Currently Being ModeratedAug 3, 2013 7:51 AM (in response to TomásOBuachalla)
The description of your problem matches a (now) common problem with 2011 models. I had the same discrete GPU problem myself, with my 15" 2.2 early 2011 MBP. You may want to read these threads for more information:
If you ever happen to be able boot your computer, you may want to disable the discrete GPU functionality described in the first thread. Another possible solution (but much more risky, and won't work if your computer is already damaged) is to change the thermal compound, I did this myself and was able to recover the radeon GPU. Take a look to this post:
Currently Being ModeratedSep 19, 2013 1:59 AM (in response to TomásOBuachalla)
As you have reported the issue while the Apple Care was valid - you should still be able to get resolution.
If the Genius Bar will not help you - ask for the Store Manager and explain the problem and what you have already done before the Apple Care expired. Be firm and not blown-off by the store employees nor the Manager. Stand your ground on the issue.
Make sure the RAM is firmly seated.
Boot the Mac in Safe Mode - see if you can boot. Read this article - http://support.apple.com/kb/HT1564
"Safe Mode is the state into which you can start up your Mac by performing a Safe Boot. To perform a Safe Boot, press and hold the Shift key immediately after your Mac starts up. Continue holding down the Shift key until a gray Apple logo appears on the screen."
Currently Being ModeratedSep 19, 2013 2:02 AM (in response to bastienvans)
Actually, bastienvans, it seems as if the mass problems are more with the early 2011 15" MacBook Pros - I've seen few Late 2011 MBP users with GPU problems.
ClintonMacBook Pro (15-inch Late 2011), OS X Mountain Lion (10.8.5), 16GB RAM 512GB SSD Apple TB Display
Currently Being ModeratedSep 19, 2013 11:41 AM (in response to clintonfrombirmingham)
actually, you're wrong clinton. you must work for apple or something. you sure do post a lot on these threads describing this particular issue, all with the same "mine works fine" tripe. i have a late 2011 macbook pro with the exact same problems described in all of these threads. your opinion on the topic matters just as little as mine does.
Currently Being ModeratedNov 25, 2013 3:05 PM (in response to TomásOBuachalla)
Ok, so I sarted to experience the same problem last week and this is what I did to fix it.
First I want to explain why this Fix works so I don't look like a total jack***trying home remedies:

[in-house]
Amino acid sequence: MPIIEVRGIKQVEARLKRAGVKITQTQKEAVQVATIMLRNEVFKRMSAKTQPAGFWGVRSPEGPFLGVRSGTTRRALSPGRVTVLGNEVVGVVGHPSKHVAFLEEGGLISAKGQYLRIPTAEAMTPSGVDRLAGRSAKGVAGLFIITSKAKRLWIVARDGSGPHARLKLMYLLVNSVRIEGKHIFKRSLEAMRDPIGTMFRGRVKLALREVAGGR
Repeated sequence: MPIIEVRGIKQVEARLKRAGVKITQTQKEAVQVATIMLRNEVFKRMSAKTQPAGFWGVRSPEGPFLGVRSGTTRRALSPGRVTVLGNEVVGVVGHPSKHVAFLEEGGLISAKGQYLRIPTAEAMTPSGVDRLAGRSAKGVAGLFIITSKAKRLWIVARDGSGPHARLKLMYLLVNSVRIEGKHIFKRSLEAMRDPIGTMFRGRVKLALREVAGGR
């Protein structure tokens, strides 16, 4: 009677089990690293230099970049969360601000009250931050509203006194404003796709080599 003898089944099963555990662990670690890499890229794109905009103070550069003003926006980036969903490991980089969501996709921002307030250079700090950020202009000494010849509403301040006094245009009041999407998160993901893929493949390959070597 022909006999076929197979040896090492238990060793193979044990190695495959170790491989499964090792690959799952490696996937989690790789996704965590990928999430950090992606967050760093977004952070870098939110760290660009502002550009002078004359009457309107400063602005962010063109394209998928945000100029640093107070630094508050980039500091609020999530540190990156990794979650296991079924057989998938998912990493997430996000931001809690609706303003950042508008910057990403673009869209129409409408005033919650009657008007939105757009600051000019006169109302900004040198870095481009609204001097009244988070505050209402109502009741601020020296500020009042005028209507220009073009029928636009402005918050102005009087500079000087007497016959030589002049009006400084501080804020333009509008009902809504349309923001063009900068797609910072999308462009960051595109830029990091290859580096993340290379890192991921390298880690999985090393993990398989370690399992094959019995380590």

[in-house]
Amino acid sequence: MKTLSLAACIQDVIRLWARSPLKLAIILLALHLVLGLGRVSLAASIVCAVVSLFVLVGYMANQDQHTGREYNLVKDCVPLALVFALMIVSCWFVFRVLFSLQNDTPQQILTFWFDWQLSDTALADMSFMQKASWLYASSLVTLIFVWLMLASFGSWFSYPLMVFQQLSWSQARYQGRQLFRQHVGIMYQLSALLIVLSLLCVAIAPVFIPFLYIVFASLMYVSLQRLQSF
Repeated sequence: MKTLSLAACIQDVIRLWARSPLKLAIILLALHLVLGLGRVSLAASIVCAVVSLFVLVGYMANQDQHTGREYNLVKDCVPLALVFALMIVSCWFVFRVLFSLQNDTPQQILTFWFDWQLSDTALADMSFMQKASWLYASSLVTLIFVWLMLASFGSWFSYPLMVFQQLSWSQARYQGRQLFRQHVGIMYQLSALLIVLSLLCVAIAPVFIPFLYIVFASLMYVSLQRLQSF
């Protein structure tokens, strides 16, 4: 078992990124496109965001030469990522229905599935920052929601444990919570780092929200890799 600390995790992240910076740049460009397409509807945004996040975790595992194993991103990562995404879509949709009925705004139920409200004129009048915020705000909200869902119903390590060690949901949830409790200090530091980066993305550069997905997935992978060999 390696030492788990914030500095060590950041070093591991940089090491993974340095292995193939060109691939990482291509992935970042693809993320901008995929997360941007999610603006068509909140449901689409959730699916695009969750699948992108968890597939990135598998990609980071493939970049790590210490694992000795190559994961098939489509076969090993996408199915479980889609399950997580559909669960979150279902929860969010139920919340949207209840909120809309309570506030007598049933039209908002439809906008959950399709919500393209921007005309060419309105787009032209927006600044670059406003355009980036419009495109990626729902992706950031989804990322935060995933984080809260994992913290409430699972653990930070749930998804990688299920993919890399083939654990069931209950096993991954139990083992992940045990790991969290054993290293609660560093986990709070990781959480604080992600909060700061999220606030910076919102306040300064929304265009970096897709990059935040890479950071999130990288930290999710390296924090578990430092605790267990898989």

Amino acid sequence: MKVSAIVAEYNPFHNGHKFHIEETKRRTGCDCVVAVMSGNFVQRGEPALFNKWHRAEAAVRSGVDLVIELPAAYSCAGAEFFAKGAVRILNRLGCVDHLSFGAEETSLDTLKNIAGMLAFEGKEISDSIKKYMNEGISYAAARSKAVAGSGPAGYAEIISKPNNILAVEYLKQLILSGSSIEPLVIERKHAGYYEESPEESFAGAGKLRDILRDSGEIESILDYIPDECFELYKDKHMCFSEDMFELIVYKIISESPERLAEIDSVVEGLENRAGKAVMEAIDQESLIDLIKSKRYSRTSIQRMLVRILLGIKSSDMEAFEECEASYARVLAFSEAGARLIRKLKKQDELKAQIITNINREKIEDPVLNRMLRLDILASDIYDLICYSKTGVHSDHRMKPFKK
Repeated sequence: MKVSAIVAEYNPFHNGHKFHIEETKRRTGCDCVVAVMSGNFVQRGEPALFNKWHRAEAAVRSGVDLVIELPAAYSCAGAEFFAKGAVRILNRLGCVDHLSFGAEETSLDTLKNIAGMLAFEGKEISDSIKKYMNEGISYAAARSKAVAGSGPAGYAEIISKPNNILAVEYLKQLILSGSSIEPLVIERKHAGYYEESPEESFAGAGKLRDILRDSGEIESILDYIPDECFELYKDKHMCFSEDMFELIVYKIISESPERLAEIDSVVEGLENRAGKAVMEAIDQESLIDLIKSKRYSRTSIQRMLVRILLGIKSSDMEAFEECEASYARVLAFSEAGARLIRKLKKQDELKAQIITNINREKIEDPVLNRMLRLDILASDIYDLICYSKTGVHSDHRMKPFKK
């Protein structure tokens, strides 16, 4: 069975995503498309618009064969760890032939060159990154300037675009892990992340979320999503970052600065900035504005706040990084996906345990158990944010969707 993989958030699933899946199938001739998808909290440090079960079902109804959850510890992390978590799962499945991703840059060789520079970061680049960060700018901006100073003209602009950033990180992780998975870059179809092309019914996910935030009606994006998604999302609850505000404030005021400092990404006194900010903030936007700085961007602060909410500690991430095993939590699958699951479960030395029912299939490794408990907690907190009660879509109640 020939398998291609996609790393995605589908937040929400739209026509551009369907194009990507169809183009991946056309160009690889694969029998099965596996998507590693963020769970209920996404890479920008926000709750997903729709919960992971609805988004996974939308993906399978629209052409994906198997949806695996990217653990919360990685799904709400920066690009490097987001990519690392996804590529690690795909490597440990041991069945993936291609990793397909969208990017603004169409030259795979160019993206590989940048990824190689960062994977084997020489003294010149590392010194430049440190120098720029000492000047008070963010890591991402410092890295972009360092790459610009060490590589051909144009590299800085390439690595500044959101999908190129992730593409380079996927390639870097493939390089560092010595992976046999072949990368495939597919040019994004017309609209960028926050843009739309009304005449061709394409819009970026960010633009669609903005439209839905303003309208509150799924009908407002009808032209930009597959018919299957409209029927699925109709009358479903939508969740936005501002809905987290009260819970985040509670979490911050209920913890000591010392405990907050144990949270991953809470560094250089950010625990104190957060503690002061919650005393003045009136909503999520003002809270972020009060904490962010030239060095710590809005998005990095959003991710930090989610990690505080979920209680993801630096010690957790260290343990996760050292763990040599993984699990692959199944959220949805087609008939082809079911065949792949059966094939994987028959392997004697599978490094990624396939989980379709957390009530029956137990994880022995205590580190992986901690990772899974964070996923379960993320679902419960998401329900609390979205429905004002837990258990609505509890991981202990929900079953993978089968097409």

What heating your GPU does is that in case that your card overheated some connections may had become loose as your logic board expands, basic thermodynamics. The heat will cause the soldering material to melt releasing the GPU pins from contact with the logic board. The heat coming form the heat gun can help to reconnect these pins. If you over heated your GPU and your card fried then your only choice is to replace it, which I don't think is possible without you having to pay for a new motherboard since the GPU is attached to it from factory.
Here is the link to the tutorial.: https://www.youtube.com/watch?v=Ti8LqIHMnlQ
Mac Released an announcement about a Faulty AMD GPU installed in some MacBook Pros and iMacs (http://support.apple.com/kb/TS5167). The Problem is apparently generated due to overheating of the GPU, however, some users had complaint that even after a new Motherboard replacement the problem persisted few minutes after they booted the computer for the first time. Apple offered a free motherboard replacement for specific models and only for limited time; If your mac was out of the timeline or did not fit the specified description then you will "Only" had to pay $350. ***** Doesn't it? I mean we already pay a substantial amount of money for Mac products and yet they want more money, corporate greed?
So the problem starts when you suddenly experience a hang on the system, this may vary for some users, I forced Rebooting and BOOM!! there it was, a pinkish low resolution apple that only leaded me to a gray and sometimes blue screen. So I was like ok no problem my system just want attention and all I have to do is a PRAM rest. Well, nothing, went more deeper and did a BIOS reset and still nothing. Ok, I was ****** because I upgraded to a SSD few weeks ago and based on my experience this also maybe caused if you have bad Hard Drive. So started the computer in Target Disk Mode and booted it as an external drive from another mac, the computer worked just great. My Next step was research the problem and I found thousands of users having the same issue. I spent 24 hrs reading Mac Support Forums and other pages and I figured that if I remove all the ATI Files form System/Library/Extensions will actually force the computer to start in Low Resolution Mode (Google How To Start your mac as a Single User Mode and research how to use command line "rm" commands). Once you do this you will find that your main screen will behave as if it was your external monitor therefore you have absolutely no control of it trying to fix the resolution. After two days of intense research and troubleshooting I was able to have the computer working, low resolution but working, then I realized I can't do nothing at all, I mean I can't miss Family Guy episodes and this aint gonna help :|. So this video shows exactly what you need to do to make it work.
Tools Needed: All can be found at any RadioShack Local Stores
1. PHH00 & T4 Screw Drivers
2. Thermal Compound
3. Circuit Cleaner (Rubbing Alcohol Works)
4. Heat Gun ( Can found at any Hardware store)
<Edited by Host>
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